ATLANTA — The University System of Georgia said cybercriminals "likely" gained access to unauthorized data via a possible security breach in its software system.
The potential breach is linked to the USG's MOVEit Security File Transfer and Automation software, which is used for storing and transferring sensitive data, officials said.
Progress Software, the company which created MOVEit, said a zero-day defect in its software -- a vulnerability in an application or operating system that is unknown to the software maker -- potentially allowed cybercriminals access to prohibited information stored inside the MOVEit repositories stored at several sites.
Those two sites included the University System of Georgia and the University of Georgia, a USG spokesperson said.
After finding out about the potential breach, USG officials said they moved quickly to apply Progress Software's recommendations which limited internet access to MOVEit software and applied newly-developed patches in order to "rectify the defective code."
USG said its cybersecurity experts are working to determine the extent of the possible exposure and let those affected by the issue know if their data has been breached.
Patrick Kelley of Leagas Security based in Canton pointed out Thursday that the cybercriminals may have targeted universities in Georgia and elsewhere to steal research data--some of it related to the nation's defense.
"That's where some of the world's greatest and most impactful research takes place," Kelley said. "If you look at Georgia Tech, for instance, they have a world-renowned cybersecurity and nuclear research department. University of Georgia has similar... The scale of it is pretty enormous."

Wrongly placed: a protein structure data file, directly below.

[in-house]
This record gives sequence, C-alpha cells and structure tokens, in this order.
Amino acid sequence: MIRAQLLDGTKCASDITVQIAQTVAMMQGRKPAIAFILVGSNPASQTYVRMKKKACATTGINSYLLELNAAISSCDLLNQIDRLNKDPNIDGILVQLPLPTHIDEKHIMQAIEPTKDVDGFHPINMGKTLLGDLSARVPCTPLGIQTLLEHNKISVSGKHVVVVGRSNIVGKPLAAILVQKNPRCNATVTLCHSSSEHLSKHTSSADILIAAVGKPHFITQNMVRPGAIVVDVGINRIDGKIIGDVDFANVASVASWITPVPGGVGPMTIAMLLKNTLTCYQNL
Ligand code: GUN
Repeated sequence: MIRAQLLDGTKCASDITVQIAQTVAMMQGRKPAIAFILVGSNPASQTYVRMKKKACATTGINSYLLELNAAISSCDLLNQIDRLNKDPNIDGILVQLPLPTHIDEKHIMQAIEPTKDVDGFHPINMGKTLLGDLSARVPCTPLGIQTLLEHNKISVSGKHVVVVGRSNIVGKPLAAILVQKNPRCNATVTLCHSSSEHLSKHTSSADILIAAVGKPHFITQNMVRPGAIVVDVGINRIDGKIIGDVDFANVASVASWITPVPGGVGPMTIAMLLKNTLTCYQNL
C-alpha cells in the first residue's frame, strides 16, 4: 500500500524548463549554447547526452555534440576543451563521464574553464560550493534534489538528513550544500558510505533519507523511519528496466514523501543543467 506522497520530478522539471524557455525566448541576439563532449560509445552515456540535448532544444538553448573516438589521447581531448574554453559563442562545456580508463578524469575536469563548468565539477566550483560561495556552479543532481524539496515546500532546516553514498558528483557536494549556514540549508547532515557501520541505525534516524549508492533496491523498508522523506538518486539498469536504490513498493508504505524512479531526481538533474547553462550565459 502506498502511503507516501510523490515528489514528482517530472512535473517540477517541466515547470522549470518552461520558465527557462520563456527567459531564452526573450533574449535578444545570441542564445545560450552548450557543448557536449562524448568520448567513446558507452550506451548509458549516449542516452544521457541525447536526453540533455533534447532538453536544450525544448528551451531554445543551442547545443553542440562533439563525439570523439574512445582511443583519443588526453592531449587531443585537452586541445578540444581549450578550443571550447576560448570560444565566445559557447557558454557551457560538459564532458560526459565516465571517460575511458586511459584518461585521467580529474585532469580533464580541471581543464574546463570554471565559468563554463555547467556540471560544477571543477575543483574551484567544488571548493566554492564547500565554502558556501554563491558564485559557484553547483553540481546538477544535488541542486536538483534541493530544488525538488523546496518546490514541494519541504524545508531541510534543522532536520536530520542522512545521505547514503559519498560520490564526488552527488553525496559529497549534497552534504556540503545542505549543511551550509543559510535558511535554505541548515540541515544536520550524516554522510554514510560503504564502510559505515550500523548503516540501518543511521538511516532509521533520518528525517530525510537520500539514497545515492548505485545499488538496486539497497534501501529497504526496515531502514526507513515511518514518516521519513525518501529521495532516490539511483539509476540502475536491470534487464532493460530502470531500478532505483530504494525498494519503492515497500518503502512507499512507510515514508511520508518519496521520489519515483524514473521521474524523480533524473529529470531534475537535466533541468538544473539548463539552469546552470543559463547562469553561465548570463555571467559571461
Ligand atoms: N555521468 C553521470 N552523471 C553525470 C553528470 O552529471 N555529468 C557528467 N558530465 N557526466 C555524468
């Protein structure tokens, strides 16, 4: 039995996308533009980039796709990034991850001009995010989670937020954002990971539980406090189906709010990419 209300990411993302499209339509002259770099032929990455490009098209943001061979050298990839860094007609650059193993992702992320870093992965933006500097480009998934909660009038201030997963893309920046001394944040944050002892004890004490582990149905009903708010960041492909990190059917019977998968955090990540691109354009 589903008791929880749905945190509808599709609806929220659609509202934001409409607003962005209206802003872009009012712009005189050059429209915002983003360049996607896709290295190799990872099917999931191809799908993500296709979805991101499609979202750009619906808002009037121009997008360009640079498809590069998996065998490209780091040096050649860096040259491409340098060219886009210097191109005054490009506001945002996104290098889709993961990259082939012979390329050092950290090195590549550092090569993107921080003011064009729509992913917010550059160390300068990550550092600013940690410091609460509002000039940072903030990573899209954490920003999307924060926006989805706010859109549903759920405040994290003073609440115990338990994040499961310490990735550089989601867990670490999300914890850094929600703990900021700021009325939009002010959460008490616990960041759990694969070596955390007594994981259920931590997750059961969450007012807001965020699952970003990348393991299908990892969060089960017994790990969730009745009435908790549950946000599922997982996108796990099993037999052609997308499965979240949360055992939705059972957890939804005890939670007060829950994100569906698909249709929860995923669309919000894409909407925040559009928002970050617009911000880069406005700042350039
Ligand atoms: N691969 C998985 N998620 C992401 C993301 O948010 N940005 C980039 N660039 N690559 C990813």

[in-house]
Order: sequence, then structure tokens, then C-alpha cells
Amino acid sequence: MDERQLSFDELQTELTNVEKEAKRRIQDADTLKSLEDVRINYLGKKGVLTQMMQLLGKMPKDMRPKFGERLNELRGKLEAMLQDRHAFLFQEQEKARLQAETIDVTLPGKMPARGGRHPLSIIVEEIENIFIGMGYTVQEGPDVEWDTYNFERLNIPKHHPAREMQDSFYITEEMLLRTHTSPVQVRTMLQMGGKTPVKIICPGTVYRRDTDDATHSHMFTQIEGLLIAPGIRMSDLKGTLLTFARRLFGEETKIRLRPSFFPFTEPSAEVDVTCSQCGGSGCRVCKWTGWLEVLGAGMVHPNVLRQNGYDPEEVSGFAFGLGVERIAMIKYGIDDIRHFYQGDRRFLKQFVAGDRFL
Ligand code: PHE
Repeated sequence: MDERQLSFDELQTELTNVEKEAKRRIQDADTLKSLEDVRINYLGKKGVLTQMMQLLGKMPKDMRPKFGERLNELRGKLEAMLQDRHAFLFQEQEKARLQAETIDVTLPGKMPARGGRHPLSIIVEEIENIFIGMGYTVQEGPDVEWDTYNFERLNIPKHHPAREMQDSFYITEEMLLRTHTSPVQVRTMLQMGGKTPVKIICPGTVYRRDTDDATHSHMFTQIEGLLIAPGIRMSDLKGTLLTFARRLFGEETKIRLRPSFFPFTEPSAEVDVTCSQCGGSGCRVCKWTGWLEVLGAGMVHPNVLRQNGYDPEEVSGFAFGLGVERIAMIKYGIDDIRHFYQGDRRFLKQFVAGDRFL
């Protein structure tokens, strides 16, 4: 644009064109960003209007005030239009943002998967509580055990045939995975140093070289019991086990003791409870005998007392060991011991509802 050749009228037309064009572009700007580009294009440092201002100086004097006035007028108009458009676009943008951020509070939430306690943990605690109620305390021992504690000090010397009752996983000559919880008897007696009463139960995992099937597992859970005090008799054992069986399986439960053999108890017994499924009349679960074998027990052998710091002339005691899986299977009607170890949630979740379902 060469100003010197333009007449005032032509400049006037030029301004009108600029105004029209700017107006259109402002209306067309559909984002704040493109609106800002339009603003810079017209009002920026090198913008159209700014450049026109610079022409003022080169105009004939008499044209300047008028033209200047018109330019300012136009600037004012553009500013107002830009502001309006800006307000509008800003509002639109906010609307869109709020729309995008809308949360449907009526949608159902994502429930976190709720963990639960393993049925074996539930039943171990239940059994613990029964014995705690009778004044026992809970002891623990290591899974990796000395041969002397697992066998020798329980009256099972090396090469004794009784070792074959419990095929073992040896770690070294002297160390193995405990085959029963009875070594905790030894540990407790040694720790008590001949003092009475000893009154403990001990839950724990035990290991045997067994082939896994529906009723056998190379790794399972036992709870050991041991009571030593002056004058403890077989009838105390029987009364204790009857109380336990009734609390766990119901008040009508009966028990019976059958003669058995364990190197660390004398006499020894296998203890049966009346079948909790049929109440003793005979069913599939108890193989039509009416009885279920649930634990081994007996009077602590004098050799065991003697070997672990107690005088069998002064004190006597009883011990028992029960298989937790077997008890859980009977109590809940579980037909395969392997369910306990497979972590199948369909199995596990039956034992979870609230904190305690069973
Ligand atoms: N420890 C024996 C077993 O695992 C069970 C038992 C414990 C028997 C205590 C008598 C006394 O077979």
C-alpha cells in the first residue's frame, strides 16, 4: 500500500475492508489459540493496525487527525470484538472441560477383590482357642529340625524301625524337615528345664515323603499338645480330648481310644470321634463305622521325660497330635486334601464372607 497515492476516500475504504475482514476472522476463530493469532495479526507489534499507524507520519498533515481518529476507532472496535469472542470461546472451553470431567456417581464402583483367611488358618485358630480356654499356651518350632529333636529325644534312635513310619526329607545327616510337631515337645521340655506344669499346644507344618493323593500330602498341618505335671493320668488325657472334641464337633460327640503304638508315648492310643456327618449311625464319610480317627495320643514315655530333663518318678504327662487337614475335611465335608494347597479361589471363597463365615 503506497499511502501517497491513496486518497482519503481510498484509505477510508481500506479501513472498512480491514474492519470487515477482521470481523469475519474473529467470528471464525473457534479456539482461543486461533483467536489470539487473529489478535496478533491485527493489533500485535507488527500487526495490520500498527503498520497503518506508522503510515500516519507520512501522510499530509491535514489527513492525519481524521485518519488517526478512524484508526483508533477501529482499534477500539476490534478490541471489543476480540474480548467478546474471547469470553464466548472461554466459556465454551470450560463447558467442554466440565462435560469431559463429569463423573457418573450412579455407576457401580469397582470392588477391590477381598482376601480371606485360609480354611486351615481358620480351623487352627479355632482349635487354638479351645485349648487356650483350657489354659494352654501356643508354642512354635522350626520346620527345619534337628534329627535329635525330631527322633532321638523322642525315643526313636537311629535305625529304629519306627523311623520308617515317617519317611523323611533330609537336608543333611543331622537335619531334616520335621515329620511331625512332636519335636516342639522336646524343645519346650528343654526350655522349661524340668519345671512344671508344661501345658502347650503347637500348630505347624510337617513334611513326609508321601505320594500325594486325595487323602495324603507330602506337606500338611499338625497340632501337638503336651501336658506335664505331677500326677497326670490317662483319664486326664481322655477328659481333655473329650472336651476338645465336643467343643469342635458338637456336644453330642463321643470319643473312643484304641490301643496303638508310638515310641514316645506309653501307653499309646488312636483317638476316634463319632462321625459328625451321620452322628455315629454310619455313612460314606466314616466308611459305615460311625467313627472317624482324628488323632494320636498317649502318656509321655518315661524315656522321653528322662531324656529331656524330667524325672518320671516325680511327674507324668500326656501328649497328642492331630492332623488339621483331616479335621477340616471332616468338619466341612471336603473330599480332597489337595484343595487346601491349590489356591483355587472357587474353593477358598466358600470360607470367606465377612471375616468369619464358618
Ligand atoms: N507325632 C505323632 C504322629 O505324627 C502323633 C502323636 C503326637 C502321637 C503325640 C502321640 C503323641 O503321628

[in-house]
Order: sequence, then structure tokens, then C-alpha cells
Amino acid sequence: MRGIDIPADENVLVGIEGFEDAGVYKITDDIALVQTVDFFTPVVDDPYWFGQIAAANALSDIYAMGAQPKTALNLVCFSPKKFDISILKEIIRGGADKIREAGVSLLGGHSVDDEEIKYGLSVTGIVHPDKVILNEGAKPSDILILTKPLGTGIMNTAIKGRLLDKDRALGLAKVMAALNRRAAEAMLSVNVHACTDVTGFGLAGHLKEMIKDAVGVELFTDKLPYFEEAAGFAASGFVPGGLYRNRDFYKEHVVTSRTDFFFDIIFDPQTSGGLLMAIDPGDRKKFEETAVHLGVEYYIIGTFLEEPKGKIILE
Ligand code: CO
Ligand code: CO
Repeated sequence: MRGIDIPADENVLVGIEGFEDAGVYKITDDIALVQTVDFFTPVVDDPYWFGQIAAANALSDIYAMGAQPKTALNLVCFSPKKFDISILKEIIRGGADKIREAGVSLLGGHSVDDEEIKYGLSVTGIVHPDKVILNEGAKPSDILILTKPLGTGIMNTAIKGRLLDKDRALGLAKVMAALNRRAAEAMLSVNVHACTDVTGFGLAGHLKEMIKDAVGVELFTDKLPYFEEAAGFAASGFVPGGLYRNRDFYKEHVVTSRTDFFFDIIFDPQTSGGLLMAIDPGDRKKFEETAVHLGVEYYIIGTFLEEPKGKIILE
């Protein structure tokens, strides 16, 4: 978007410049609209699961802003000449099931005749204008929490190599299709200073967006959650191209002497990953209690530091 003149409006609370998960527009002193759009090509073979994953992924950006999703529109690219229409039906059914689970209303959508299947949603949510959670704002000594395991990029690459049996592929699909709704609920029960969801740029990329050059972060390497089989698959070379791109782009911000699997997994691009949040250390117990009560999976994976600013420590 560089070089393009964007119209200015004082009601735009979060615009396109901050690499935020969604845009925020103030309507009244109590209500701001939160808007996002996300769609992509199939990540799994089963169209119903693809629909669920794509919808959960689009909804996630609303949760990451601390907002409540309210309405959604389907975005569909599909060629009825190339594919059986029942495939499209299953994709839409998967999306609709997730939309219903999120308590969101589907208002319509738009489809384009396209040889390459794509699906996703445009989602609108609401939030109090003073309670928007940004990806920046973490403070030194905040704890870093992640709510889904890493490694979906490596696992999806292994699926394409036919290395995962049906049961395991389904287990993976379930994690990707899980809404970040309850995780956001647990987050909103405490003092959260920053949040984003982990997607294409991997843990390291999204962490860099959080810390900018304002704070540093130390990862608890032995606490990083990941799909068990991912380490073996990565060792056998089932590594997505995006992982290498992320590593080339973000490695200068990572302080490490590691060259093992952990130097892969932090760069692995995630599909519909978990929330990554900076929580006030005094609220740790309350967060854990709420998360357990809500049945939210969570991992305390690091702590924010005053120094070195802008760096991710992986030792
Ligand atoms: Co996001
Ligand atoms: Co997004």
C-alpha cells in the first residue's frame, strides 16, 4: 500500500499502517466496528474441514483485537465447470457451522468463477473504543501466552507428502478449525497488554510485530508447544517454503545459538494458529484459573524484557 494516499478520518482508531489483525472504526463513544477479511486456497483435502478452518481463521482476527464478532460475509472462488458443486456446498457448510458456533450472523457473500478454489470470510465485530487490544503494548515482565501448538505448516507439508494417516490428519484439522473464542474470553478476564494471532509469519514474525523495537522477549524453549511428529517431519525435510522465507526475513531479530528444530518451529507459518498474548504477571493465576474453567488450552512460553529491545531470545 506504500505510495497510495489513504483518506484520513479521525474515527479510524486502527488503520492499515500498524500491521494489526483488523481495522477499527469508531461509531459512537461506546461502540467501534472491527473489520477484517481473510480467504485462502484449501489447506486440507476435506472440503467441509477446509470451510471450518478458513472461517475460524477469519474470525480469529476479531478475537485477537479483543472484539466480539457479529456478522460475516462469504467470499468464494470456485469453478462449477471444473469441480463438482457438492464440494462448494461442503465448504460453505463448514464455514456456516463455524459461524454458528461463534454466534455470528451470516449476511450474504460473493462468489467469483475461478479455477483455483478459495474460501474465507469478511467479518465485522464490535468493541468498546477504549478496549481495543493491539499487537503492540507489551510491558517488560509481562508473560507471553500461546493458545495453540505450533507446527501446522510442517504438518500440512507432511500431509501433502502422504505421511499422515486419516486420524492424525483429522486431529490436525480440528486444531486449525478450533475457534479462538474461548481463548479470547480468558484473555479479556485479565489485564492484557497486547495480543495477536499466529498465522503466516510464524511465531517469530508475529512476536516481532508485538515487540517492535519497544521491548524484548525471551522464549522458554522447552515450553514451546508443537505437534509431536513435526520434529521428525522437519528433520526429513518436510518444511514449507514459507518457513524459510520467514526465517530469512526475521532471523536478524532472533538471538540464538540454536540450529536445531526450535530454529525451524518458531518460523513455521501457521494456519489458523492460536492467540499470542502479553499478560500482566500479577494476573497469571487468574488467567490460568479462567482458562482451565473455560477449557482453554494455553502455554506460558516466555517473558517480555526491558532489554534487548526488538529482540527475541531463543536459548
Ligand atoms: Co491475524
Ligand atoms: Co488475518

Kunal Anand, Chief Information Security Officer with the cybersecurity firm Imperva, said the so-called "Clop" ransomware gang was able to impact organizations and firms internationally by discovering vulnerabilities in Progressive Software's product.
"It is software that is used by some of the biggest organizations all over the world," Anand said, adding that universities that use the software are especially desirable targets.
"There's a significant amount of wealth, research and intellectual property that these colleges and institutions have," he said. "So it's not surprising for a hacking group to come in. And again, they're not doing it to steal grades, they're not doing it to steal people's GPAs. They're doing it to fundamentally extract key intellectual property.... In some cases, it's to steal information. In some cases, it's to get the organization to pay. And in other cases, it's just to create chaos and disruption."
Kelley said the potential impact of the breach goes beyond only the software's customers.
"This impacts companies that aren't even running the software," he said. "So if they're transferring their data from one company to a vendor and that vendor is using MOVEit, then that original company, even though they're not running it at all, is impacted. And then that continues to affect consumers and users."
A class action lawsuit was filed against Mercer University on June 5 after more than 93,000 people were impacted by a data breach, according to court records. The lawsuit alleges a "failure to properly secure and safeguard" personal information for all those affected by the breach.